Why An Inline Centrifugal Pump May Be Your Next Best Pump Selection

Author: Sara Peters | May 9, 2019 | Category: Pumps

goulds-3196-with-base-plate-350331-editedCentrifugal pumps are the most widely used pumps in the world. The vast majority of installed centrifugal pumps are of horizontal configuration. Perhaps in your facility it's the same. But don't discount the vertical inline centrifugal pump. It has some benefits that you might want to consider before selecting your next centrifugal pump.

goulds-water-technology-a-c-series-1500-vertical-inline-pumpFunctionally, the two styles are very much the same. They both include an impeller and utilize centrifugal force to move fluids from point A to point B.

They're both efficient, and are similar in price. The biggest difference between these two pump styles is pretty obvious, the vertical or horizontal shaft positions.

Though the horizontal shaft position is far and away the most popular, the inline configuration definitely has some benefits over horizontal. Here are some reasons why an inline centrifugal pump might be your next best selection.

  • Space saver: Inline centrifugal pumps are commonly used in building applications where space is very limited. It covers a much smaller footprint than horizontal pump and motor configurations.
  • Lower NPSHr: NPSHr is lower for inline pumps due to its design. Fluid is able to flow through the pump easier, requiring less suction pressure to feed the pump.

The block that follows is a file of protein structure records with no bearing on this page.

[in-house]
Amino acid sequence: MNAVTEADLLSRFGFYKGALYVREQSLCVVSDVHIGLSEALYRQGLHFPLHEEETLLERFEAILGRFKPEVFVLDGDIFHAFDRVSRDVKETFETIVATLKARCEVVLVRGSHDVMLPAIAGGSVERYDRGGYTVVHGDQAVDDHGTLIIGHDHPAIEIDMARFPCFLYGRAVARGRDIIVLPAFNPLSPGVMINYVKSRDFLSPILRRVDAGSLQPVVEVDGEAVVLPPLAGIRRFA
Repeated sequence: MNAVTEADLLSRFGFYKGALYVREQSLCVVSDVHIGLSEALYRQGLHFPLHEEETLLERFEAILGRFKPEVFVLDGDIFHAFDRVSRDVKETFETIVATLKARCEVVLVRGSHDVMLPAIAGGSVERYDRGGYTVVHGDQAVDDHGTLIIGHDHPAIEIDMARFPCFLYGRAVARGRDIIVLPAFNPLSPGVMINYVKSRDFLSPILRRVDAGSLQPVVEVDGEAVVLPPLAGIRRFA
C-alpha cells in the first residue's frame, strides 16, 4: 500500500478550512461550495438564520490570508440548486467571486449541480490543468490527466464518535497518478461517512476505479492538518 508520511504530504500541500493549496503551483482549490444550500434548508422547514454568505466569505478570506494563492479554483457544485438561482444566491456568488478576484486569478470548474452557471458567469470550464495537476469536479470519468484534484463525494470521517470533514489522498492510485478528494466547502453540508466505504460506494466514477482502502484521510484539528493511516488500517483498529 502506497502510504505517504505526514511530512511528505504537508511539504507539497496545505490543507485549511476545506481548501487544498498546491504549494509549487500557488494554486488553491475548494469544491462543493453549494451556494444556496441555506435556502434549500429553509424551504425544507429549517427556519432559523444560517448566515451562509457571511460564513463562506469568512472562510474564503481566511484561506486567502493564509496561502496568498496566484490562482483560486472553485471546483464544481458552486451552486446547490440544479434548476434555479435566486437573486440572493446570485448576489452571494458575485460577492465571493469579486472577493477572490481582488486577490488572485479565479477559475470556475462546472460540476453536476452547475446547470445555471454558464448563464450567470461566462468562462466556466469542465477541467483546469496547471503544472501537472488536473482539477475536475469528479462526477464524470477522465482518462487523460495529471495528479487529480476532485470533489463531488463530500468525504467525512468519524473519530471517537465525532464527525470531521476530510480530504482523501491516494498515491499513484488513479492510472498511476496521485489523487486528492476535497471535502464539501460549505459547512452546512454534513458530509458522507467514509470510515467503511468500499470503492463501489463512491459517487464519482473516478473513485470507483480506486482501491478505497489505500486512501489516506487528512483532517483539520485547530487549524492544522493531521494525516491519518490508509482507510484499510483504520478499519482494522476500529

• Can take the heat: Better suited for higher temp, higher pressure product due to its ability to handle thermal expansion.

Before you dial up your nearest pump distributor for an inline pump, there are a few cons to consider:

  • You're going to need some headroom: Footprint will be smaller, but will you have enough headroom to install and service this pump?
  • It's a balancing act: Center of gravity is high on this pump due to the motor mounted on top of the pump. Can be difficult to balance in high pressure service applications.
  • Can be prone to mechanical seal problems: Liquids with entrained or dissolved gas can cause issues with mechanical seals. Gas accumulates at the top of the stuffing box or seal chamber, causing mechanical seals to dry out and fail.

If space is a concern now, or could be in the future, take a look at the inline centrifugal pump. It will deliver near equal performance to an end suction pump at a fraction of the footprint. Talk to an engineer experienced in fluid process equipment to learn if this change would work for your process.

 Not sure if an inline centrifugal pump is right for you? Ask us about it! We gladly provide technical assistance to businesses and municipalities in Wisconsin and upper Michigan.

Sara Peters

Sara Peters

Sara leads Crane Engineering's blogging team, coming up with fresh stories and insights for our readers to apply to their every day work.

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